TAMPA, Fla. -- U Save Supermarkets here has put freshness on the menu with a new meals program designed to heat up dinner business.
Made-from-scratch entrees served in big portions and packed in new, sectioned plates with dome tops are major ingredients in the chain's new endeavor. So are upgraded side dishes, eye-appealing displays and signs with full-color photographs.
But the biggest difference from the past, and the most important one, according to officials, is that the hot case will be set anew at five o'clock in the evening. To underscore that fact, the new program has been dubbed "fresh @ five."
Deli managers and in-store staff have been instructed that they may not set the case before 4:50 p.m., said Ginger Edwards, director of deli-bakery for the 21-unit chain.
"We're committed to offering the freshest possible 'home-made' food to take home. We're offering what our customers would like to eat at home if they had the time to cook it or if they could afford to hire a live-in cook," said Edwards.
She said the dinners were selling well and she was not surprised because her theory is that lack of freshness is the sales-stopper in most supermarket fresh meals programs.
The entrees are made from scratch, in-store, from a corporate recipe. The side dishes, sourced from outside, have been upgraded from selections previously available, Edwards pointed out.
Three varieties of entrees are offered each day and are served in heaping, 6-ounce portions. Some of the menu items are ribs, meatloaf and Cuban pork. Some of the sides offered are au gratin potatoes, mashed potatoes, sweet potato casserole, white rice, black beans, collard greens, corn in a butter sauce and green beans in an herb sauce. The sides are served in 5-to-6-ounce portions.
"We want people to realize they're getting a good value; that they're getting enough good food to fill them up," Edwards said.
An entree, two sides and a roll or other individual baked item is $4.49; two dinners are $7.99. The old dinners, which were made up of the same fare served at lunchtime, were $3.99.
Prior to the introduction of "fresh @ five," the chain's hot program consisted mainly of fried chicken and such items as lasagna sourced from outside. Entrees and side dishes were served in styrofoam containers. That will still be true for lunch, but dinner is a different story, Edwards said. The hot table will be dismantled after lunchtime. Only snack items such as corn dogs and wings will be kept on the hot table in mid-afternoon; it will be the same after 7:30 in the evening, Edwards said.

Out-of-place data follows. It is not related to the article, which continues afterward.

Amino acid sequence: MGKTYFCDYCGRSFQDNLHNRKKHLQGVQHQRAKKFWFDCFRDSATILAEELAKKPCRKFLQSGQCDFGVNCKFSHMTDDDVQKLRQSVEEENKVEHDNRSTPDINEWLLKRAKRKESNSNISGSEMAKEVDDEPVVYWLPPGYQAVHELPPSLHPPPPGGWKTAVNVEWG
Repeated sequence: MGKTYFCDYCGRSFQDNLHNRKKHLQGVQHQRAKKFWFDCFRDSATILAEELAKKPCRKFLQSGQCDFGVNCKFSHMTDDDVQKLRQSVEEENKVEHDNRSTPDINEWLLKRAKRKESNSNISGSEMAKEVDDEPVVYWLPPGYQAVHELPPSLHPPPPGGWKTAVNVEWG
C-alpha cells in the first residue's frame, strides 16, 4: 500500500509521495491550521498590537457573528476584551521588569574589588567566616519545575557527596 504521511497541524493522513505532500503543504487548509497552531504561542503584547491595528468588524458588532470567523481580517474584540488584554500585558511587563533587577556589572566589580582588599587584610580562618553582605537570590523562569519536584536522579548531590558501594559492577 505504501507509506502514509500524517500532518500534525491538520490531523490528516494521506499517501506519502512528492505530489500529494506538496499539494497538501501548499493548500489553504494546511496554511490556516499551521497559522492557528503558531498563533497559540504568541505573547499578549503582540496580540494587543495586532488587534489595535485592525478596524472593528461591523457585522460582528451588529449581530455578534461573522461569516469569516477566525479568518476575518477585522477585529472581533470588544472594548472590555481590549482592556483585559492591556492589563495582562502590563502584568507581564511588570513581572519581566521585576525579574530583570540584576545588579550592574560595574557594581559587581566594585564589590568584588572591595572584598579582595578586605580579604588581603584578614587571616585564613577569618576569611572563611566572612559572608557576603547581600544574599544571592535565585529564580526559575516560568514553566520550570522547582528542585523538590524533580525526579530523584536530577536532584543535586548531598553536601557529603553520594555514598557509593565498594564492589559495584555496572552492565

She advised deli managers several weeks before the program was launched in February that they would have to make some major shifts in labor-scheduling to accomplish the goals of the program.
"For example, we require that the deli manager be there when the case is set in the evening," Edwards said.
But the biggest shift in manhours ironically involves the bakery, not the deli. That's because customers get to choose a fresh-baked muffin, roll or hunk of Italian bread or cornbread with their dinners and those items are baked just prior to setting up for dinner.
The overwrapped items are displayed in a basket on top of the hot food counter, and customers are invited to choose one.
"We're bringing in our bakers at nine or 10 now, instead of at five o'clock in the morning. And our major bake comes out of the oven at three in the afternoon. But they still bake Italian bread throughout the day," Edwards said. Giving customers the choice of an individual baked item is intended to differentiate the stores' dinner program, Edwards said. The large portions, too, are intended to set the dinner program apart from those of the competition.
"But freshness is the key. That and the eye appeal is what will sell the product. All the entrees will be made in-store from scratch," Edwards said.
A limited number of the dinners is displayed on their sectioned plates, but most items are displayed in wells in a steam table or in pans on a hot tile counter. About half of U Save's stores have steam tables; the others, hot-tile counters.
"The black, sectioned containers are important to the look of the product, too. The plates show off the meals well," Edwards said.
She added that the sectioned plates have sectioned dome-tops, too, which insures the food will still look good when it arrives at its destination.
"The sides don't spill over into each other. It's a great container because it travels well, too."
Most of U Save's units are located in working class neighborhoods where people are looking for no-nonsense good food, Edwards said. And her selection of such items as pork chops, fried cod, pot roast and meatloaf reflects what her customers say they want to eat for dinner, she said.
The program was kicked off with a full-color ad that occupies the top third of the page on the front of the chain's weekly circular. A color photo shows a ham dinner, a fried chicken dinner and a sliced turkey dinner on the sectioned plates. A sample week's menu is also shown. A starburst announces, "Introducing Fresh @ Five."
A colorful bag-stuffer touting the meals shows photos of plates attractively heaped with such items as pot roast with a baked potato and a vegetable medley, and ham with macaroni and cheese and greens. The portions look big.
A starburst on the bag-stuffer says, "Delicious Meals to go!" Under a headline that says, "U Save fresh "Too busy to think about dinner? Too hot to turn on the oven? Take a break from cooking tonight and stop at U Save for a fresh, home-cooked meal. With a wide variety of ready-to-serve favorites, your whole family will love it! After all, 'fast' food doesn't have to be served on a bun! "
U Save has no plans to offer meals or meal components chilled, ready to heat at home, Edwards said. "It's just very difficult to make chilled food look good and I think the look of it is very important," she explained.